Why all photographers should take self-portraits



Self-portraits tend to get a bit of a bad rap, partly because of the selfie craze. But self-portraits can be an incredibly useful process for photographers that can lead to great growth and skill development.

During my studies, I completed an independent course of study with one of my favorite photography professors. He passed on some of the advice he received during his studies, and it stayed with me entirely. He told me that every photographer should take self-portraits. For context, this was a professor in a program that focuses on conceptual artistic photography rather than commercial photography. However, his background was in commercial work prior to graduate school and I think this advice applies to almost all photographers, even well beyond the art world.

The rationale for this advice is pretty straightforward; Taking self-portraits can make you a better photographer. The main reason I was given the advice above was simply to make myself a more experienced and versatile photographer. Self-portraits, especially when done all by yourself, have some unique challenges that will more or less force you to improve. Depending on the type of self-portrait, they can expand and strengthen your creativity skills, your production process, your technical skills, and also prepare you to better understand how to work with models (professional or otherwise). As an added bonus, self-portraits can be great therapy!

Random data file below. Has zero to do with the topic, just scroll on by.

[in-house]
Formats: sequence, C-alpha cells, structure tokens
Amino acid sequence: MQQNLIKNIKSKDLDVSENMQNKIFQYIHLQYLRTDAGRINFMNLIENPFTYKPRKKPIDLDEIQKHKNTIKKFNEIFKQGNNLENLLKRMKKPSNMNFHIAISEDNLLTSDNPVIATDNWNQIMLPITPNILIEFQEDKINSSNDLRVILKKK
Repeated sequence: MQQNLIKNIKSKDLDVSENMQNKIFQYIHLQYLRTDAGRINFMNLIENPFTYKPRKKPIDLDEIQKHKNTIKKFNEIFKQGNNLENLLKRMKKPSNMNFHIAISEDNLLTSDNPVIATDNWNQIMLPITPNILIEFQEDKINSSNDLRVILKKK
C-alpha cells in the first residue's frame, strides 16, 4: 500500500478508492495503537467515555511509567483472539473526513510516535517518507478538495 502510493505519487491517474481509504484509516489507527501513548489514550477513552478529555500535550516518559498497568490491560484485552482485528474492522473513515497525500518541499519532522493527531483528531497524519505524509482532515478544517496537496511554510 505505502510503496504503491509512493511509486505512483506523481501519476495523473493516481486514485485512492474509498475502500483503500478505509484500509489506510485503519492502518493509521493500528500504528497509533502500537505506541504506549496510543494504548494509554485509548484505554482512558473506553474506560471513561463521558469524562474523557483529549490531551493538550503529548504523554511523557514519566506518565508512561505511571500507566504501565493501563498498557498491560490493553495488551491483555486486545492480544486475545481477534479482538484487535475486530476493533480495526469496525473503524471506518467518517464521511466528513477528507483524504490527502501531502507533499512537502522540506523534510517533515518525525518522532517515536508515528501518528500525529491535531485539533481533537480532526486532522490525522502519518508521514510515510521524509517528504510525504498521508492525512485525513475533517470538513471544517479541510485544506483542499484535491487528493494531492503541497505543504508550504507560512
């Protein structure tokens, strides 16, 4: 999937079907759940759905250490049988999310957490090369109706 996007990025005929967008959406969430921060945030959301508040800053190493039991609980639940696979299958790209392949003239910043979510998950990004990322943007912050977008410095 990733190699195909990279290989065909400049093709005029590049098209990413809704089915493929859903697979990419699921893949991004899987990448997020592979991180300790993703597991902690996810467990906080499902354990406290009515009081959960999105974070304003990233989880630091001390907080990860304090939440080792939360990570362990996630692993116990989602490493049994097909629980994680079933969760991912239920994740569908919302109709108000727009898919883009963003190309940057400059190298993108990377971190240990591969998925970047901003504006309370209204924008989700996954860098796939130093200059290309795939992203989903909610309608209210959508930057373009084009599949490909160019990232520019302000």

In terms of subjects

The very first reason my professor gave me the importance of self-portraits is to just know what it feels like to be in front of the camera. Whether you are photographing fashion and working with professional models or documenting moments in life as a family photographer, a relationship with the people in front of the lens is enormously helpful. In fact, it is even more useful when you work with those who are not professional models and who express an aversion to photography. I’m sure anyone who’s taken portraits has heard the all-too-frequent “I hate being in front of the camera” or “I’m not photogenic at all”! When I started taking self-portraits, I was actually one of those people. If you can explain that you know how it is and have tools from personal experience to make the process more enjoyable, you are sure to calm them down and help make the shoot more relaxed and enjoyable.